In 2004, Lamo pleaded guilty to federal charges that stemmed from the NYT hack. According to Poulsen, Lamo was sentenced to six months of house arrest at his parents’ home in Carmichael, California, followed by two years of probation. Poulsenwho is also a former hacker who was prosecuted by federal authorities and knew Lamo sociallywent on to report that, in later years, Lamo was diagnosed with Asperger’s, a mild form of autism that Poulsen said is sometimes known as “geek syndrome” because it “makes social interactions difficult and can lead to obsessive, highly focused behavior.”

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Adrian Lamo, former hacker who turned in Chelsea Manning …

Adrian Lamo – Wikipedia

Adrin LamoBornAdrin Alfonso Lamo Atwood(1981-02-20)February 20, 1981Malden, Massachusetts, U.S.DiedMarch 14, 2018(2018-03-14) (aged37)Wichita, Kansas, U.S.OthernamesAdrin Lamo, R. Adrin LamoOccupationThreat analyst, journalistYearsactive19992018EmployerProjectVIGILANTKnownforComputer hacking, reporting Chelsea Manning to the Army’s Criminal Investigation CommandNotable workAppeared on Hackers Wanted, We Steal Secrets, Good Morning America, Democracy Now!, Aqui y Ahora, and other media outlets, including cover stories in Information Week and SF WeeklyTelevisionTechTV, KCRA Channel 3 NewsTitleAssistant Director for Threat IntelligenceOpponent(s)Julian AssangeCriminal penaltytwo years probation, with six months to be served in home detention, and ordered to pay $65,000 in restitution[1]Criminal statusIn 2004, pleaded guilty to one felony count in SDNY to hacking The New York Times and Microsoft, and subsequently informed them and helped fix their security holesSpouse(s)Lauren Fisher(m.2007; div.2011)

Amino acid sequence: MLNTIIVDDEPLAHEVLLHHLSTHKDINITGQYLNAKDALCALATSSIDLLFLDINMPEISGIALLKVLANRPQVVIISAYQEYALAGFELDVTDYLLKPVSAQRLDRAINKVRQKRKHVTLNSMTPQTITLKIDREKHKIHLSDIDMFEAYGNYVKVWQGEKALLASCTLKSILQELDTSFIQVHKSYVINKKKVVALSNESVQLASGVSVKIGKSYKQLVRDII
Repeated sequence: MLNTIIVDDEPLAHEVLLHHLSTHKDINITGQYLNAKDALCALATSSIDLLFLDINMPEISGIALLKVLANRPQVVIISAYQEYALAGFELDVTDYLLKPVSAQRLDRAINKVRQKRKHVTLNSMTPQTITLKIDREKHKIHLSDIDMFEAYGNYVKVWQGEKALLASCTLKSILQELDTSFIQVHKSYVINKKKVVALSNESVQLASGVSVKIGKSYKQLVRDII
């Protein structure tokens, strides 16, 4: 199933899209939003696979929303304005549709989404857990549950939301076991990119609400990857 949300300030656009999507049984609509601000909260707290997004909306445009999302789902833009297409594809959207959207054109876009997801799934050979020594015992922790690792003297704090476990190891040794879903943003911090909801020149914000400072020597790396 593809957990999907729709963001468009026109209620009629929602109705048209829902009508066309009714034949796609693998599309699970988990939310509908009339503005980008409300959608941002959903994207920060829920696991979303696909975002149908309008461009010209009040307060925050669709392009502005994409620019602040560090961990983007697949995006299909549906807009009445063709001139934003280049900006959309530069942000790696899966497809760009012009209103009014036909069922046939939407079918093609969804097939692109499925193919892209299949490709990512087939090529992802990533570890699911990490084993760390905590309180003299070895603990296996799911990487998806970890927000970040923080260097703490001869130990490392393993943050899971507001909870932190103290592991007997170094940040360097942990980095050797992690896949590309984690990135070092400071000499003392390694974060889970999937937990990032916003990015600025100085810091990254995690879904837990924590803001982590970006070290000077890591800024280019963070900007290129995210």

Adrin Alfonso Lamo Atwood[2] (February 20, 1981 March 14, 2018) was an American threat analyst[3][4] and hacker.[5] Lamo first gained media attention for breaking into several high-profile computer networks, including those of The New York Times, Yahoo!, and Microsoft, culminating in his 2003 arrest.[6] Lamo was best known for reporting U.S. soldier Chelsea Manning to Army criminal investigators in 2010[7] for leaking hundreds of thousands of sensitive U.S. government documents to WikiLeaks.[8][9] Lamo died in March 2018 at the age of 37.

Adrian Lamo was born in Malden, Massachusetts[2] near Boston.[10] His father, Mario Ricardo Lamo, was Colombian.[11][12] Adrian Lamo attended high schools in Bogot and San Francisco,[2] from which he did not graduate,[13][14][15] but received a GED and was court-ordered to take courses at American River College,[16] a community college in Sacramento County, California.[17][18] Known as the “Homeless Hacker” for his reportedly transient lifestyle,[19] Lamo claimed that he spent much of his travels couch-surfing, squatting in abandoned buildings, and traveling to Internet cafs, libraries, and universities to investigate networks, sometimes exploiting security holes.[6] Despite performing authorized and unauthorized vulnerability assessments for several large, high-profile entities, Lamo claimed to have refused to accept payment for his services.[13]

Lamo first became known for operating AOL watchdog site[20][21]

In December 2001, Lamo was praised by Worldcom for helping to fortify their corporate security.[22] In February 2002, he broke into the internal computer network of The New York Times, added his name to the internal database of expert sources, and used the paper’s LexisNexis account to conduct research on high-profile subjects. The New York Times filed a complaint, and a warrant for Lamo’s arrest was issued in August 2003 following a 15-month investigation by federal prosecutors in New York. At 10:15 a.m. on September 9, after spending a few days in hiding, he surrendered to the US Marshals in Sacramento, California. He re-surrendered to the FBI in New York City on September 11, and pleaded guilty to one felony count of computer crimes against Microsoft, LexisNexis, and The New York Times on January 8, 2004.[23][24]